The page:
Oxford College of Emory, a private Methodist college in Georgia, is taking a hands-on approach to introducing students to computer science.
Oxford College students taking the college’s Introduction to Computer Science course have the opportunity to try writing programs to fulfill a plethora of computing tasks. Paul Oser, who is a senior mathematics lecturer and teaches the programming course, said letting students get first-hand knowledge by creating and designing computer programs gives them a deeper education experience.
“I try to make all of the programs on which they work authentic – like photo filters, video games, encryption software, fractal generators, or tools that model things mathematically -- to demonstrate that the language and algorithms they learn are useful in everyday life,” Oser said.
Students working in the lab section of the computer science course build two or three Java-based programs each week, which are designed to give them experience in both text and graphic-based programs. Many of the non-graphic programs are mathematical and are built to find prime factors, generate geographic shapes, analyze statistics, or generate numeric codes.
When students move on to graphics-based programs, they have the ability to create fractal generators, simple video games, card and dice games, photo editing programs, and virtual clocks. That has made the class even more popular, Oser said.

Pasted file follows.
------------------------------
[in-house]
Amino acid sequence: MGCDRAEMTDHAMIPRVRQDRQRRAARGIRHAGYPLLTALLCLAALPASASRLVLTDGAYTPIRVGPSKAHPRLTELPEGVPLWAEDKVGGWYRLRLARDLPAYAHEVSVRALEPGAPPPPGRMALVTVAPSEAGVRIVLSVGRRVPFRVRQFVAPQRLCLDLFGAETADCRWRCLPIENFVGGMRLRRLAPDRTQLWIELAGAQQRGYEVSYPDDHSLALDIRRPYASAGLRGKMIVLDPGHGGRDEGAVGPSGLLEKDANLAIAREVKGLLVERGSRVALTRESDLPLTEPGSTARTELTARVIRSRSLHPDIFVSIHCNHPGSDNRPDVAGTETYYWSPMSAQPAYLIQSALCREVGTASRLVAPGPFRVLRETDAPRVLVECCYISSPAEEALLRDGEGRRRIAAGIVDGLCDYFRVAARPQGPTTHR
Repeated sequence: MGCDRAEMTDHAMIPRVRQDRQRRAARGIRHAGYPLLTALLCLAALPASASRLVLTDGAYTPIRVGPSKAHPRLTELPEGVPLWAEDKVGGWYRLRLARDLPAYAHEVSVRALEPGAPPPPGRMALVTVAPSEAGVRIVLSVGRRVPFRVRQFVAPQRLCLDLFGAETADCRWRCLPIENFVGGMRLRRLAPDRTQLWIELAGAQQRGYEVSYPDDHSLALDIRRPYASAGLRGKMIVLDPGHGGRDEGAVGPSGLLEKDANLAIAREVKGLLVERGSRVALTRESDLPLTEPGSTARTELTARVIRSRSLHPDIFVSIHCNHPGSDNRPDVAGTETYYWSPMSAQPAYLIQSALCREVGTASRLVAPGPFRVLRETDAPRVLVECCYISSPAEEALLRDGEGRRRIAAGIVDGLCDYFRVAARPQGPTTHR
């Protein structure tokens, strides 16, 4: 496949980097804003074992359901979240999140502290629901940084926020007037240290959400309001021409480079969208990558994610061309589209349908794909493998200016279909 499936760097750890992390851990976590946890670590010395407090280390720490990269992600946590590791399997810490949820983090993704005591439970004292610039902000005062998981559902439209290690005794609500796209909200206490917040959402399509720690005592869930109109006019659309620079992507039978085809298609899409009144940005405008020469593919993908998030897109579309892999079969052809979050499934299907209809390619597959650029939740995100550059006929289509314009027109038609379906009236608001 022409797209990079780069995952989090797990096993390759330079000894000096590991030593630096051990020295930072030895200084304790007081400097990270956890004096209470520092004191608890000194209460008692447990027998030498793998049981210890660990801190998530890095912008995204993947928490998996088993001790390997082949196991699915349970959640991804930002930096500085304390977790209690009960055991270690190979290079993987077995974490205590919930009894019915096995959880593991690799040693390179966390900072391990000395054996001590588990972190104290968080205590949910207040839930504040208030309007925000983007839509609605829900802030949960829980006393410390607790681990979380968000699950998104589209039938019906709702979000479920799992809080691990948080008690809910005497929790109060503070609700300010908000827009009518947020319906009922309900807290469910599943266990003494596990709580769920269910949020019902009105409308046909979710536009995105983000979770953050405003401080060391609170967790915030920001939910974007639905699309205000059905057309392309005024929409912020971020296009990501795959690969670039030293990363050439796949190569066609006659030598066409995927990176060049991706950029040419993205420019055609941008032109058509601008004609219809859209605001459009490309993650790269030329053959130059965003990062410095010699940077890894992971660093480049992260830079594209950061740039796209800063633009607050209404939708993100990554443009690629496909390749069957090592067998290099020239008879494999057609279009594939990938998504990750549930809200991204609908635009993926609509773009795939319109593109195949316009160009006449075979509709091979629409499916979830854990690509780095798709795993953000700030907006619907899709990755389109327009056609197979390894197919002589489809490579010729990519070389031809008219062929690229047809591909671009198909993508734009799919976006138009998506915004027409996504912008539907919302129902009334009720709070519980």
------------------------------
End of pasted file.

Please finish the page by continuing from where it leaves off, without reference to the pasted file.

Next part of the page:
“A few years ago the course was once every other year,” Oser said. “As demand has increased, the course has grown explosively -- it’s now offered once every semester. We even added the follow-up course CS 171 last semester."
Oxford College is Emory University's freshman/sophomore college on the university's original campus, which is 38 miles east of Atlanta. The two-year residential college specializes in the foundations of liberal arts education.
Organizations in this story
Oxford College of Emory University 100 Hamill St Oxford, GA 30054
- Dallas series will look into your mind
- Climate change called more catastrophic on mountains
- Brown provost joins public outcry over immigrant ban
- University sponsors wide-ranging business conference
- Gallery shows off variety of student artwork
- Pence taps South Dakota grad as security adviser
- 'Students-first' educators earn annual honors
- Professor puts underserved children on her radar
- South Dakota has prescription for family medicine success
- Gray day can't keep new Brown students away